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The English Softhearts, Panda Riot, Secret Colours + Apteka | Concert previews

Not sure which concerts to see in early January? Check out this slate of Anglophilic local acts.
By Brent DiCrescenzo |

The holidays are winding down, but not for touring bands. These are the doldrums of the concert biz. Shitty vans don’t run so well in freezing temps. But there are still compelling reasons to get out. Early January is the time to catch up on local acts.

“Gotta stay away from genital herpes,” Marc “Bubblebath” Arcuri of the English Softhearts once advised. “Gotta stay away from high-school counselors.” Careerism was never in the cards for the Softhearts, who broke up in 2003 after blowing snot rockets on records like Blue Oyster Quilt and Double Platinum. The joke-punk duo of Arcuri and Rich “Styrofoam” Salamander recently reunited, just so they could release a punch line of a comeback album called End It. The two poke as much fun at British rock as they steal from it. Frankly, it’s rather terrible, but I think that’s the point. This is stand-up comedy with guitars.

A name like Panda Riot suggests a band that is unbearably cute. To counteract the immediate impression, the shoegazing foursome has titled its latest taste “Serious Radical Girls.” Like My Bloody Valentine, Panda Riot kneads its guitar chords with the whammy bar, until the shimmering wall of sound howls like a woozy Shop-Vac. Rebecca Scott’s cashmere vocals wrap around a pitter-patter of electronic drums. The ace dream-pop has slipped under the radar because of the band’s odd fixation on releasing only EPs.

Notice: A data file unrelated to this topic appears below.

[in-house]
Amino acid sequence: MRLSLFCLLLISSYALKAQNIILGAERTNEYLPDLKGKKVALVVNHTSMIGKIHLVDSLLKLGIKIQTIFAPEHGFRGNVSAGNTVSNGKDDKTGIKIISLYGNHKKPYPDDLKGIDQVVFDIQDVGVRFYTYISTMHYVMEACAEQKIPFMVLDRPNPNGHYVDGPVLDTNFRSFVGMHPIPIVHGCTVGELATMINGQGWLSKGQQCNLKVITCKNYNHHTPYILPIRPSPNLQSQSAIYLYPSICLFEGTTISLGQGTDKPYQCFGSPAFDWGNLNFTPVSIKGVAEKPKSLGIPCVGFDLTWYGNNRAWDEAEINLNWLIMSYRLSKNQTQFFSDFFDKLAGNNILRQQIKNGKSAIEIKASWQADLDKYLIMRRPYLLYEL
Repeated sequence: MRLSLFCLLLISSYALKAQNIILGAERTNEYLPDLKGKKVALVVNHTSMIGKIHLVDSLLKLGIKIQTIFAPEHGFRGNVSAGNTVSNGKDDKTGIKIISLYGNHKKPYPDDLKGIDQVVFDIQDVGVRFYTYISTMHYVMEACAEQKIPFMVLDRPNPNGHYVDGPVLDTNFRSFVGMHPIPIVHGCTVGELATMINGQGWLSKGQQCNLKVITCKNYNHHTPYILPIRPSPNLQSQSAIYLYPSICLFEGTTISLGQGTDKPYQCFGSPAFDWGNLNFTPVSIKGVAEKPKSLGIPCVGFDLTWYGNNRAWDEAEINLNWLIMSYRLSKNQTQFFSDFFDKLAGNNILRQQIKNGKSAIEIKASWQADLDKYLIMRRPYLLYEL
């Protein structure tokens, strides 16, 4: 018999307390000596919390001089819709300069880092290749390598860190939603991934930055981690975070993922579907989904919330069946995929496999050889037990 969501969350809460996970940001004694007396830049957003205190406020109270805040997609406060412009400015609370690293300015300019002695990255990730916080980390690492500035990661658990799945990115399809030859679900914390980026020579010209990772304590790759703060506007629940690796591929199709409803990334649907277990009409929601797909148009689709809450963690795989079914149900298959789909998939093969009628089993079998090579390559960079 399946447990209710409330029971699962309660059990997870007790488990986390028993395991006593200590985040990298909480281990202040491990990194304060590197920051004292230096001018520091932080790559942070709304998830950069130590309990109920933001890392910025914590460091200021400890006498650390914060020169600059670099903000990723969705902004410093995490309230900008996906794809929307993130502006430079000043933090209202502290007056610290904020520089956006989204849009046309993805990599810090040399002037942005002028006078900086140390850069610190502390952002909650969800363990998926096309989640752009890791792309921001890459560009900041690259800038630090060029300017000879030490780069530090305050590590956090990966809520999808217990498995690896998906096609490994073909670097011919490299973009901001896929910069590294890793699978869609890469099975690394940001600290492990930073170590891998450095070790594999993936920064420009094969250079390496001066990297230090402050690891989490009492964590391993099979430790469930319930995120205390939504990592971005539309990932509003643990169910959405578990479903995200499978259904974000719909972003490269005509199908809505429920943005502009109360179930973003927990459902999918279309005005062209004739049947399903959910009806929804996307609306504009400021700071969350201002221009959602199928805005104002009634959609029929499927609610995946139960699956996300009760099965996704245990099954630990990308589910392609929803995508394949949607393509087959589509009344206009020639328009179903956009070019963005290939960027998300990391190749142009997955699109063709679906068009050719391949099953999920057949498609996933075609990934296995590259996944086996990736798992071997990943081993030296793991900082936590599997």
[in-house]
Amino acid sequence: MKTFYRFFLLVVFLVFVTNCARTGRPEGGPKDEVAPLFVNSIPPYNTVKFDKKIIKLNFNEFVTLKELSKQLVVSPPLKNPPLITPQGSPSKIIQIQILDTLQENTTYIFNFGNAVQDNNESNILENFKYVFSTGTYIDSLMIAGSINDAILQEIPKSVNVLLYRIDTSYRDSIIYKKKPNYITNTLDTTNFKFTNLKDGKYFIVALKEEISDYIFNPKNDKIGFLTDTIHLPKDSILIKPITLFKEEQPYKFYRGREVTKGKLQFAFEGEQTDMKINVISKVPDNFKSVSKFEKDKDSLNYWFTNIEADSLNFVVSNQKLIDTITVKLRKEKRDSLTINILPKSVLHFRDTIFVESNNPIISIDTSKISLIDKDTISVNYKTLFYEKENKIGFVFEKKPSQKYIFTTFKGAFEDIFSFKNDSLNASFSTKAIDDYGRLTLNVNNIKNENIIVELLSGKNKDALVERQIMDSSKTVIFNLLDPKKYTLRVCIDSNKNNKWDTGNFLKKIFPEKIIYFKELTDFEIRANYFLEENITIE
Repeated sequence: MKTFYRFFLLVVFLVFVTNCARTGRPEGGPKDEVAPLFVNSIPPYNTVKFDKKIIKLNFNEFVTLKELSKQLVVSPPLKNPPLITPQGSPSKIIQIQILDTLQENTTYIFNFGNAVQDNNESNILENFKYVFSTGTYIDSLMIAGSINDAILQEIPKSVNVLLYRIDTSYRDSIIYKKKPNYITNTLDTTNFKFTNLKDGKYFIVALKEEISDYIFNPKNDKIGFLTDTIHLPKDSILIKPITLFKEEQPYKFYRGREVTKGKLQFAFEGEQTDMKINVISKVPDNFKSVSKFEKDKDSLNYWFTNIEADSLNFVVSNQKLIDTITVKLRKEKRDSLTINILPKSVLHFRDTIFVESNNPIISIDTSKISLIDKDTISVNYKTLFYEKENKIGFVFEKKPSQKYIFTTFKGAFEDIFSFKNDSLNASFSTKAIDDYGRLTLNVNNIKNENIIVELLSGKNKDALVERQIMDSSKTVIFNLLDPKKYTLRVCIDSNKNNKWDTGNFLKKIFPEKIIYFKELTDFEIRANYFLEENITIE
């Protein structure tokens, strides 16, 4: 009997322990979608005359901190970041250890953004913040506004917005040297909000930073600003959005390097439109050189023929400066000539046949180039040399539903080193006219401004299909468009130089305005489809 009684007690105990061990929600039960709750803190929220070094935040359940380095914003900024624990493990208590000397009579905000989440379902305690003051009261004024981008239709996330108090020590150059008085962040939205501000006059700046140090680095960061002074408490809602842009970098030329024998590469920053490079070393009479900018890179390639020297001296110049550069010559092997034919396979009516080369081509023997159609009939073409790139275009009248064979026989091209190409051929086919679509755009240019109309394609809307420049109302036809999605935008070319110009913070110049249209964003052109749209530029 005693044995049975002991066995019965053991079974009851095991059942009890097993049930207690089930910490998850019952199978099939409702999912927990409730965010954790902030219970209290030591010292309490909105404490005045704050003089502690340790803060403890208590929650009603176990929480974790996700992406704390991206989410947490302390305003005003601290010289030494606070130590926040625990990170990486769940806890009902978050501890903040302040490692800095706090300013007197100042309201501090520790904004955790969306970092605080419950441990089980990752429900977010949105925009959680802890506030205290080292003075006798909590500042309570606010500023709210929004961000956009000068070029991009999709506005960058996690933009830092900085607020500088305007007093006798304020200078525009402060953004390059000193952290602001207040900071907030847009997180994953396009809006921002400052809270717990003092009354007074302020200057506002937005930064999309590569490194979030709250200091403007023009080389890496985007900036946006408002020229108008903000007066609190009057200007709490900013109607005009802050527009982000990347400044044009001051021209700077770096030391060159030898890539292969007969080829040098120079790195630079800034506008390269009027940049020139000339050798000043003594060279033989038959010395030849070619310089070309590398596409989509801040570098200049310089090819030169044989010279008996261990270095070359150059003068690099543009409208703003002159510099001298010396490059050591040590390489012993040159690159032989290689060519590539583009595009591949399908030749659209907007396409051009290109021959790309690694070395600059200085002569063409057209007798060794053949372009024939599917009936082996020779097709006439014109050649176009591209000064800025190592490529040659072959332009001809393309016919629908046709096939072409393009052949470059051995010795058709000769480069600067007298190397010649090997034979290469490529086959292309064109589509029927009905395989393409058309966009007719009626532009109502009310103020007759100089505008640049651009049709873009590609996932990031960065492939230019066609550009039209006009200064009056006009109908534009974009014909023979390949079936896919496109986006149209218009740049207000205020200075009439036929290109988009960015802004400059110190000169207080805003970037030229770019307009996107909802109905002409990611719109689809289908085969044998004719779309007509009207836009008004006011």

And how convenient: Chicago’s two best mainstream rock bands on one bill. The Anglophilic Secret Colours are celebrating the release of EP3, which picks up the janglier loose ends of Primal Scream and psychedelic extremes of Oasis. After a few feedback-and-tambourine-driven stomps, the breezy summer idyll of “Sunny Afternoon” slips on as comfortably as dad’s old Nehru jacket. Apteka too assumes the mantles of certain ’90s rock titans. The group’s 2011 debut, Gargoyle Days, storms heaven with superfuzz amps and the stadium shamanism of Perry Ferrell. Yeah, it owes a lot to Smashing Pumpkins and Jane’s Addiction. But have you heard what those dinosaurs have been coughing up lately?

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